Here you'll find strategies to help you save energy when the weather is warm and you are trying to keep your home cool. Some of the tips below are free and can be used on a daily basis to increase your savings; others are simple and inexpensive actions you can take to ensure maximum savings through the summer and early fall.
Replace old air conditioning units with newer, efficient models.
If you have an older unit that has not been properly maintained, invest in a new model. The replacement costs may seem daunting, but in the long run, they are well worth it. Manufacturers such as Trane, Rheem, and others are labeled with Energy Star ratings. Energy Star products us up to 50 percent less energy than other manufacturers.
Operate Your Thermostat Efficiently
Set your thermostat as high as comfortably possible in the summer. The smaller the difference between the indoor and outdoor temperatures, the lower your overall cooling bill will be.
Keep your house warmer than normal when you are away, and lower the thermostat setting to 78° only when you are at home and need cooling. A programmable thermostat can make it easy to set back your temperature.
Avoid setting your thermostat at a colder setting than normal when you turn on your air conditioner. It will not cool your home any faster and could result in excessive cooling and unnecessary expense.
Don’t forget about your air filters & vents.
Air filters should be replaced monthly to promote a more efficient system performance. Clogged or dirty air filters can cause a disrupt in the airflow and even lead to health concerns.
A clean vent also keeps debris from flowing through your home. Dirt and dust can easily collect and can be overlooked.
Vents can be accidentally shut for cleaning purposes and never reopened. If you notice an unusually warm room or area in your home, don’t forget to check the vent.
Use Fans and Ventilation Strategies to Cool Your Home
If you use air conditioning, a ceiling fan will allow you to raise the thermostat setting about 4°F with no reduction in comfort.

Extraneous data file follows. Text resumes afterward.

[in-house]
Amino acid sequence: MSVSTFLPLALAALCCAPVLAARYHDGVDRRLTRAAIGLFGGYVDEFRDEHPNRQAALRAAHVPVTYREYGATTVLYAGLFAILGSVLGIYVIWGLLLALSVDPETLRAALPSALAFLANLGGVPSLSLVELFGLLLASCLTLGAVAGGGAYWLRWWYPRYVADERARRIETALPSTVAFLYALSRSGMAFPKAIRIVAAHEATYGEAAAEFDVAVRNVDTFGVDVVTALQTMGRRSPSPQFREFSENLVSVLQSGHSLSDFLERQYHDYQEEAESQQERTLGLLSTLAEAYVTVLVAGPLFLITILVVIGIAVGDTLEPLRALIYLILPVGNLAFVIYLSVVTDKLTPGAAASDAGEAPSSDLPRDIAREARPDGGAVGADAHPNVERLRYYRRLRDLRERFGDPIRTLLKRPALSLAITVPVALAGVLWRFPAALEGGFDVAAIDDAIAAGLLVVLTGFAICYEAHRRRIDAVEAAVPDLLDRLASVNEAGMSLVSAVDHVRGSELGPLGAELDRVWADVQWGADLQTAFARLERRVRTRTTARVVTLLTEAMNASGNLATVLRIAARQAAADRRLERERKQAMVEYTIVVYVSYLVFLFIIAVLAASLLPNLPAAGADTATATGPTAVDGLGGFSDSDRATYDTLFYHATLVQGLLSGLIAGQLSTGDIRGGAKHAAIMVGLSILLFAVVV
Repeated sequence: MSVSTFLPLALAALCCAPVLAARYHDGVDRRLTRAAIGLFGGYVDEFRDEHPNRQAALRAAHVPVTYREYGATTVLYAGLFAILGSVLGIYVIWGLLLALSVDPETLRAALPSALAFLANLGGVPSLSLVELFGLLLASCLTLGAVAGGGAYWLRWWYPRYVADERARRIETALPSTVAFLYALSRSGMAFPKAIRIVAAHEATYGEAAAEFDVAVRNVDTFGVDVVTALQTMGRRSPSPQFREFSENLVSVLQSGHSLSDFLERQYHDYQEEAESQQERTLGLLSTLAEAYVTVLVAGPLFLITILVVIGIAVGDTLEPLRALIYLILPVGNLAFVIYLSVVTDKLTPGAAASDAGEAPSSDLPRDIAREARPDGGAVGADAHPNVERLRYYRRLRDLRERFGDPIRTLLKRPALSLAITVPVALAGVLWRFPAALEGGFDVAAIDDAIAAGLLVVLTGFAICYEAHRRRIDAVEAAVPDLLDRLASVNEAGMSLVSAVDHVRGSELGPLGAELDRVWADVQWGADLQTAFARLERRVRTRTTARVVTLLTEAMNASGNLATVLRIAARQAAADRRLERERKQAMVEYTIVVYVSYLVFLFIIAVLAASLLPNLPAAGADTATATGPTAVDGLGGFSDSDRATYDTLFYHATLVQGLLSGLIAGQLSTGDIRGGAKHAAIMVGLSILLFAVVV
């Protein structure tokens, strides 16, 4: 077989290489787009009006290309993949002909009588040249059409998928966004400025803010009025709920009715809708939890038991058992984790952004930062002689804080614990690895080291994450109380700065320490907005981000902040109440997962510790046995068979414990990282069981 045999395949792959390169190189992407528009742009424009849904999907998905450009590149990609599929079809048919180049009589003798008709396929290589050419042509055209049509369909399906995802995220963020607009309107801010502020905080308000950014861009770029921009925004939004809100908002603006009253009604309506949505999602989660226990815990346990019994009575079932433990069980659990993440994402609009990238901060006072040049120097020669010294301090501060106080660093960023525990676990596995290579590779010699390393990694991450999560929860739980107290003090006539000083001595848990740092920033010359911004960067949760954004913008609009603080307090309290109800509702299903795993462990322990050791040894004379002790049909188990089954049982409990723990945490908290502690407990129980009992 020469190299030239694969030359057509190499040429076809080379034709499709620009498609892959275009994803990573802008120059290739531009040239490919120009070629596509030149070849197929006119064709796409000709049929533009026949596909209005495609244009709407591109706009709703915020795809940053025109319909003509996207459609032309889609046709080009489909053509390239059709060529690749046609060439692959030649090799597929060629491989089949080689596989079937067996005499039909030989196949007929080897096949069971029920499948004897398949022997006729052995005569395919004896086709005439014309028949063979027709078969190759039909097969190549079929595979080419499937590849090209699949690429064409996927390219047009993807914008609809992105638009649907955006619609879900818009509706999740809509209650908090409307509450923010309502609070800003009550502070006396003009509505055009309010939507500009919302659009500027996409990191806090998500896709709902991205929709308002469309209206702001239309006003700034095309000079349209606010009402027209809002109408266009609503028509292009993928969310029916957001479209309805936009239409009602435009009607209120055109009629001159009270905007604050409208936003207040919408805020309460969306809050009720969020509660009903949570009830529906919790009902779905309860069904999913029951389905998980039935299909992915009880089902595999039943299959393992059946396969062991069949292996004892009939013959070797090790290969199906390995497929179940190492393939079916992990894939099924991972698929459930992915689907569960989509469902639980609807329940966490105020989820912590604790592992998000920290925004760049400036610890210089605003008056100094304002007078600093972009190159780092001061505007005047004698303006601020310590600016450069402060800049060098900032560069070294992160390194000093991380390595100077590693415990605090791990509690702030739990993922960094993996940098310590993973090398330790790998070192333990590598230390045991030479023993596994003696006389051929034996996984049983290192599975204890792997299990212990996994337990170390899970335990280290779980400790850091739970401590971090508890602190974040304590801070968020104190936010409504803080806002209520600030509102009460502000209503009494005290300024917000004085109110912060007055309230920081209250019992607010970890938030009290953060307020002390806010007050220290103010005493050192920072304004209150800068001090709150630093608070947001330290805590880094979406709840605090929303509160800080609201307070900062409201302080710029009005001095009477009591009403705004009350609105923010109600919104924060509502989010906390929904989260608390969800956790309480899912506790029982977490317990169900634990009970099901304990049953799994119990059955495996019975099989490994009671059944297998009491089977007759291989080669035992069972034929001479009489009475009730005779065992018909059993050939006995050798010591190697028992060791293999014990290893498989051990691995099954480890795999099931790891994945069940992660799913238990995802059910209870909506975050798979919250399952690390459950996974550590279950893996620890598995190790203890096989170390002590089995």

Turn off ceiling fans when you leave the room. Remember that fans cool people, not rooms, by creating a wind chill effect.
When you shower or take a bath, use the bathroom fan to remove the heat and humidity from your home. Your laundry room might also benefit from spot ventilation. Make sure bathroom and kitchen fans are vented to the outside (not just to the attic).
Don't Heat Your Home with Appliances and Lighting
Avoid placing lamps or TV sets near your room air-conditioning thermostat. The thermostat senses heat from these appliances, which can cause the air conditioner to run longer than necessary.
On hot days, avoid using the oven; cook on the stove, use a microwave oven, or grill outside.
Install efficient lighting that runs cooler. Only about 10% to 15% of the electricity that incandescent lights consume results in light—the rest is turned into heat.
Take advantage of daylight instead of artificial lighting, but avoid direct sunlight.
Wash only full loads of dishes and clothes. Consider air drying both dishes and clothing.
Lower Your Water Heating Costs
Water heating accounts for about 18% of the energy consumed in your home. Turn down the temperature of your water heater to the warm setting (120°F). You'll not only save energy, you'll avoid scalding your hands.
Protect your HVAC unit from sun and debris.
An awning or tree can provide shade to your unit and cut energy consumption while helping your unit operate more smoothly. However, note that shrubbery or branches that can get into the system and can hinder the systems performance and may lead to permanent damage.